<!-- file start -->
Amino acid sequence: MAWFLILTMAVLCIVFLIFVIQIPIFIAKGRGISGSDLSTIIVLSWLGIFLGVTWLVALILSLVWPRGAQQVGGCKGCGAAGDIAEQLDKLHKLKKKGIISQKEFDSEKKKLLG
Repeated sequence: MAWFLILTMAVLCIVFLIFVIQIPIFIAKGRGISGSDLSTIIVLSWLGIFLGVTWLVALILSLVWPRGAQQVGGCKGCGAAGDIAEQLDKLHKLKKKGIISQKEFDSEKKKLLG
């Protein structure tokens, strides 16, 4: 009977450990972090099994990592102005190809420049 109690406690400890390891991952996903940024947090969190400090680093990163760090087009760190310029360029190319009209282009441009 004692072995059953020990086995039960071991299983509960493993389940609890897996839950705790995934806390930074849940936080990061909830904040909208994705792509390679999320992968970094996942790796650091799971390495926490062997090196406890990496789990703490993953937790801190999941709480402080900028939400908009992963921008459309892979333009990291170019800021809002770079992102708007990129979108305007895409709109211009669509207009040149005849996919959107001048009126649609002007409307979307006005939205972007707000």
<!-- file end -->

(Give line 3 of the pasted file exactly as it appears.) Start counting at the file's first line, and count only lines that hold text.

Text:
């Protein structure tokens, strides 16, 4: 009977450990972090099994990592102005190809420049 109690406690400890390891991952996903940024947090969190400090680093990163760090087009760190310029360029190319009209282009441009 004692072995059953020990086995039960071991299983509960493993389940609890897996839950705790995934806390930074849940936080990061909830904040909208994705792509390679999320992968970094996942790796650091799971390495926490062997090196406890990496789990703490993953937790801190999941709480402080900028939400908009992963921008459309892979333009990291170019800021809002770079992102708007990129979108305007895409709109211009669509207009040149005849996919959107001048009126649609002007409307979307006005939205972007707000």